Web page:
Overcoming My Screen Addiction

mac-monitorI saw a joke online:

A person says to his friend “If, G-d forbid, you ever see me attached to a machine like a vegetable, please unplug the machine and remove my life support” *
The friend quickly, unplugged his laptop and threw out his soda.

My Screen Addictions

It was the time of Operation Protective Edge. Hundreds of missiles were falling upon Israel. I had the app that would warn Israeli Citizens where and when a missile was to fall – a siren was hear several times an hour.

I needed to know what was happening. I looked up news on anything I could – on smart phone, ipad, laptop – at any time – even walking down the street.

When I was younger I also was somewhat addicted to TV. When a lad it was the content of the programs that kept me tuned in. When I became a teen – It wasn’t the content that kept me hooked. It was that it helped me escape life’s pains.

I realized that I was spending too much time attached to a screen.

I had to do something about it.

Apparently the screen is tempting when you want to escape. Some people you ask – why do you watch so much TV will answer – it is important to know what is happening in the world. Yes, but how much. 5 Minutes is really enough to learn about the big headlines.

So first step is – Be Honest

Ask Yourself –

Why do you really need the screen? For News? Entertainment?

Can I be doing something more productive or helpful for society?

Can I get my satisfaction through other means?

Am I neglecting another part of my life because of my attachment to the screen?

Are my kids learning from me and that’s why they are also addicted to their iPhones and iPads?

Are there opportunity costs to my screen addiction?

Does TV solve my problems or are they the same after I watch?

Does watching the screen make me a better person after I watch?

Does watching TV promote good values or bad values?

A person steeped in the screen can not always tell if “big brother” is so bad. After stopping for a while and examining the content after a break, one can tell better of the negative values promoted by TV.

The time I am watching TV with my family, can I use it instead to develop deeper personal relationships with my spouse or children by interacting with them without the medium of the TV? Can I help them with their homework? Can I learn something from Torah in that time – in which there is unimaginable reward for word learned?

When I watch TV do I live my own life or someone else’s?

Do I discover myself or someone else?

Do I reach closer to my potential and purpose in life or not?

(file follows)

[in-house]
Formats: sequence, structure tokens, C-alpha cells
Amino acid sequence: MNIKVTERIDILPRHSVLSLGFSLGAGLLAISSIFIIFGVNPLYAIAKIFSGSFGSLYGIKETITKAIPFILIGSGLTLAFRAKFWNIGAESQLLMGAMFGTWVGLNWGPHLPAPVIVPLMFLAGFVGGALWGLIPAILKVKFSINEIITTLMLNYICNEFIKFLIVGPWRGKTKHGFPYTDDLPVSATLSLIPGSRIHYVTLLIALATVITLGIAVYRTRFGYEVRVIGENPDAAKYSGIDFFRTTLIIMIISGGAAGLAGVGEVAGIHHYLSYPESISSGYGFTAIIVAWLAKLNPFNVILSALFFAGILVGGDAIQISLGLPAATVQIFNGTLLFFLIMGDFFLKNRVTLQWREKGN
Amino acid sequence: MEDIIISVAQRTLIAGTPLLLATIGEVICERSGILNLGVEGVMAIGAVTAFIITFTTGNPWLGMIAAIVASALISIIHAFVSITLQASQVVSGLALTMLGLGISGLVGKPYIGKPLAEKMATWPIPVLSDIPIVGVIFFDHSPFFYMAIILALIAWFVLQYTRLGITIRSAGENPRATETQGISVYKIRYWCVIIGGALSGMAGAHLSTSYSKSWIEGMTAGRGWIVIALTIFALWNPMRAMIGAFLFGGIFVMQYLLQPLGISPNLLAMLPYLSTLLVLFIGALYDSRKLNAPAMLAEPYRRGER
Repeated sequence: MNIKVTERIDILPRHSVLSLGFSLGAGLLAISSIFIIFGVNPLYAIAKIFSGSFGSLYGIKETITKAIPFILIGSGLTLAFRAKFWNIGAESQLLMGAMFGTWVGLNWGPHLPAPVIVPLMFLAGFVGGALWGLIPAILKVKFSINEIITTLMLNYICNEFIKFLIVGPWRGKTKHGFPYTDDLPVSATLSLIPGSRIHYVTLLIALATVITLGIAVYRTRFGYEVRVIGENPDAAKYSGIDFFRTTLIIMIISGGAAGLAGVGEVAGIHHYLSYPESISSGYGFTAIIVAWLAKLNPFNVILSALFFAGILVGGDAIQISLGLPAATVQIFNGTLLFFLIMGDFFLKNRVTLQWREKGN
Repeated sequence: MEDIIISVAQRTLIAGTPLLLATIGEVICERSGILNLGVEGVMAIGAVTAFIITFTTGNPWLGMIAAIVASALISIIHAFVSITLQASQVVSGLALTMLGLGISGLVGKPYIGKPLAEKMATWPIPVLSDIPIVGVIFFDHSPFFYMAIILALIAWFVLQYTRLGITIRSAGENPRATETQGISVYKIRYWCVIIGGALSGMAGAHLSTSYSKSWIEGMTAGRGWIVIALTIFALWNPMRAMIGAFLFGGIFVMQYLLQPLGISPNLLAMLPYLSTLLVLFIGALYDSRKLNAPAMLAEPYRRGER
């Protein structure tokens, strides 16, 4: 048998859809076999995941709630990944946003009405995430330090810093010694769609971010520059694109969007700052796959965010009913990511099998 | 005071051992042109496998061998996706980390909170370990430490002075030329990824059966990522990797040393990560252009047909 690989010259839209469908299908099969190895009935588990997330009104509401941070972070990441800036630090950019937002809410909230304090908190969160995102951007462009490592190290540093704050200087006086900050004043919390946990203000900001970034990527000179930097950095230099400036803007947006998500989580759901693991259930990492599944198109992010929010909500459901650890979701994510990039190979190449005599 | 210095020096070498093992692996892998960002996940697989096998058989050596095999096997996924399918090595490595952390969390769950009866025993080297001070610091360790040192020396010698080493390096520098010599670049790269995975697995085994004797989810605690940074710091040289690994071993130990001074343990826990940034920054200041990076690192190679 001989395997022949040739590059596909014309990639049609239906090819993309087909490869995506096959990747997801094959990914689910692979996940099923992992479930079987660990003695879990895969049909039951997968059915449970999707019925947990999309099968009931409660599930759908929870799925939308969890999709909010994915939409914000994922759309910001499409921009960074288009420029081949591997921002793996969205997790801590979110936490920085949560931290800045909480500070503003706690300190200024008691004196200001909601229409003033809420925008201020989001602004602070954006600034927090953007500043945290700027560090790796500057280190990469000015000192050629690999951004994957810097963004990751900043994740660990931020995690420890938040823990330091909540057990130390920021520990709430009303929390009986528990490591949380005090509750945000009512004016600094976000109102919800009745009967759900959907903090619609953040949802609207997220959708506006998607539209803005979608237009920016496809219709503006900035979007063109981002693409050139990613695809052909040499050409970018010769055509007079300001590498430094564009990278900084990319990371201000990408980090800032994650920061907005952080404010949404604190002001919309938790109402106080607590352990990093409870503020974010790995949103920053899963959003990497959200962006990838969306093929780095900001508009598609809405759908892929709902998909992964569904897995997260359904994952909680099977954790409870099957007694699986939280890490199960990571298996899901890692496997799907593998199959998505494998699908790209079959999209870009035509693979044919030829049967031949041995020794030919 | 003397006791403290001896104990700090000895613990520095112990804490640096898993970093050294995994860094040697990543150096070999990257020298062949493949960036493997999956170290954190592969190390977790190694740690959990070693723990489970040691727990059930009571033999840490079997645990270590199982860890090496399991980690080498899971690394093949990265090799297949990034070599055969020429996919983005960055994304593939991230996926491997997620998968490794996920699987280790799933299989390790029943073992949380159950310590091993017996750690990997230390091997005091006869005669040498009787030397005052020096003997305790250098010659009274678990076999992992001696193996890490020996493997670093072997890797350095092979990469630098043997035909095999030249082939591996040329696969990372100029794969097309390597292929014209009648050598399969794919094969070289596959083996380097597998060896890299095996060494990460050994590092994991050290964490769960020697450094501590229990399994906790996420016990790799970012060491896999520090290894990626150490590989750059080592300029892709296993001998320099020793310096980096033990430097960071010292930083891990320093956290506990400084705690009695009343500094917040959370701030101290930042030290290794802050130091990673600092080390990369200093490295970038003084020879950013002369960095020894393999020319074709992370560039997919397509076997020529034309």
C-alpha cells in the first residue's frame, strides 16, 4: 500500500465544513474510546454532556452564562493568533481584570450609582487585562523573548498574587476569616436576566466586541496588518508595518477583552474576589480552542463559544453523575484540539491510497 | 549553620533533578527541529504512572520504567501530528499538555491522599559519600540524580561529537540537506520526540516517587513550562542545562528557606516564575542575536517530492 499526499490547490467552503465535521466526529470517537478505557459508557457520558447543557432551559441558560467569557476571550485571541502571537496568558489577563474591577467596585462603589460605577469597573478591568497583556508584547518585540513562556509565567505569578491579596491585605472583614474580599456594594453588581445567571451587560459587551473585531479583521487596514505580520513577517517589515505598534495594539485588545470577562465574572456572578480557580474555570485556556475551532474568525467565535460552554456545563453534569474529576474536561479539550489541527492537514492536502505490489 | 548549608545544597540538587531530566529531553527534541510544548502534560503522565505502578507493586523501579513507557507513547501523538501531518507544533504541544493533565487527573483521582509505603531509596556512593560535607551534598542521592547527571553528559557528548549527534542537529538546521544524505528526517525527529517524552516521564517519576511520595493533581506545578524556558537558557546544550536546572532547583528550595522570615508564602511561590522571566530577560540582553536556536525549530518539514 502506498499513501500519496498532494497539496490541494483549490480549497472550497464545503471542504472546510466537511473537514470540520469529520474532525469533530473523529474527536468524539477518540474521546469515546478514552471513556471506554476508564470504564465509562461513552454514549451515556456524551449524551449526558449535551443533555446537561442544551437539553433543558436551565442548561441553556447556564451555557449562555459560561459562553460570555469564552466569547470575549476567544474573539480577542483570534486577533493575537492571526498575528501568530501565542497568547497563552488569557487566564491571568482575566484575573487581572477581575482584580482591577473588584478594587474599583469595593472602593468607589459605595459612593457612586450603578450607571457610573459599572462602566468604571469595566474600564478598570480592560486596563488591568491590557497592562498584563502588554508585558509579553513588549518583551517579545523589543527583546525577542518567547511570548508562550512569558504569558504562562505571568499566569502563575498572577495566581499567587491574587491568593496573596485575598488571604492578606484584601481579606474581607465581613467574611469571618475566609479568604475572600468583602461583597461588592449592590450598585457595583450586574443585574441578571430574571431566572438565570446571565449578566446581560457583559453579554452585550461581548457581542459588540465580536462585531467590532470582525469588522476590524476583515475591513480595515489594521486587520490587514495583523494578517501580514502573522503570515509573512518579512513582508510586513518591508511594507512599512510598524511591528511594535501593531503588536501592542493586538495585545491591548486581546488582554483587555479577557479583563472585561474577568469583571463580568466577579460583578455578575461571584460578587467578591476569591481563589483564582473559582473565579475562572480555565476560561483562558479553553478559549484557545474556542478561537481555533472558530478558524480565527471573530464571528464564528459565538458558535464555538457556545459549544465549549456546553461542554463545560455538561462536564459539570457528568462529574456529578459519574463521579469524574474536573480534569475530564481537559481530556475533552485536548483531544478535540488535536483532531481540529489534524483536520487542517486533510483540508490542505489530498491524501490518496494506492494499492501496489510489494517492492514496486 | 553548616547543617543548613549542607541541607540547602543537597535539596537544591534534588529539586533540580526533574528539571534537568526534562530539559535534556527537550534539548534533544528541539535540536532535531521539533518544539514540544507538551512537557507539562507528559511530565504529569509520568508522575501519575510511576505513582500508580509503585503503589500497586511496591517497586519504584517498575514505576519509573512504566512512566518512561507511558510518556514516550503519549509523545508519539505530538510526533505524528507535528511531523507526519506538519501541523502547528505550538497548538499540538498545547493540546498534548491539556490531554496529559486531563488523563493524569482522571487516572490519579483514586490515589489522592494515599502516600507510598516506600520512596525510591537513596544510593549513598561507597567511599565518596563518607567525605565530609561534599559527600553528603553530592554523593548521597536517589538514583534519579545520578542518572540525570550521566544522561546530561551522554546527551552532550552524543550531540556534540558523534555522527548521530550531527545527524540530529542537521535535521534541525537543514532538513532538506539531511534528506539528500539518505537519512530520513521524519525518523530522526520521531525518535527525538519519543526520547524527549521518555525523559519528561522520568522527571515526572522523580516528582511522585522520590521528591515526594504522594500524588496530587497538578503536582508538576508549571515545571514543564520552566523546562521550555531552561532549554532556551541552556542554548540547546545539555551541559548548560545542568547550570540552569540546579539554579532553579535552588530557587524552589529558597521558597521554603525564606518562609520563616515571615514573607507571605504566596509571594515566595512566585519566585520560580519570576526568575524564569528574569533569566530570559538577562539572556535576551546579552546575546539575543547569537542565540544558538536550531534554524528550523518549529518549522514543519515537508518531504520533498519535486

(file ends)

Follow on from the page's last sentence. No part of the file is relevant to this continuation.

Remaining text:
List things that need to be taken care of that you’d be able to do if you had 7 more hours to your day (the time that you would normally be watching TV).

Does watching the screen fit into life goal – or is it taking you away from it.

Example : If one’s life goal is to raise a family that is happy with proper morals. Does TV or the screen move you closer or farther from that goal.

Obviously, these questions can be asked about any addiction or any activity.

Someone said “The greatest victories in life are the personal victories of overcoming one’s own challenges”

Second is to limit Time spent

If you watch 6 hours, try reducing it to 6, then 5 and so on. Take small steps until you reach a healthy goal.

Third is to Reward yourself

Recognize the good that comes out of refraining. Satisfaction comes from overcoming life’s challenges. This is one of them.

Give yourself a chocolate or other perk when you overcome your temptation.

Now I am more selective in what I ingest. I avoid trashy novels. I avoid wasting too much time on news. I try to use my time more productively by spending it with family, telling them stories, helping them with homework, going out with them, playing with them. We have no TV in the house, but distractions still exist – like the other screens – ipad, smart phone, computer.

I tell people sometimes – you want a quick fix to reduce stress – stop watching TV. Avoiding all the scary and stressful things on TV – used to sell commercials – a person lives a less stressful life.

Occasionally towns in the US take upon themselves to stop watching TV for a week or so. They always report afterwards, that they improved their relationships, they enjoyed things in nature and their families more. They were more content and less stressed. They experienced life actively rather than watching it pass on the screen passively. They basically enjoyed life more.

They always seem to be happier after they relinquished the screen.

* Removing life-support is forbidden according to Halacha / Jewish law. A competent Orthodox Rabbi must consulted before making such decisions.

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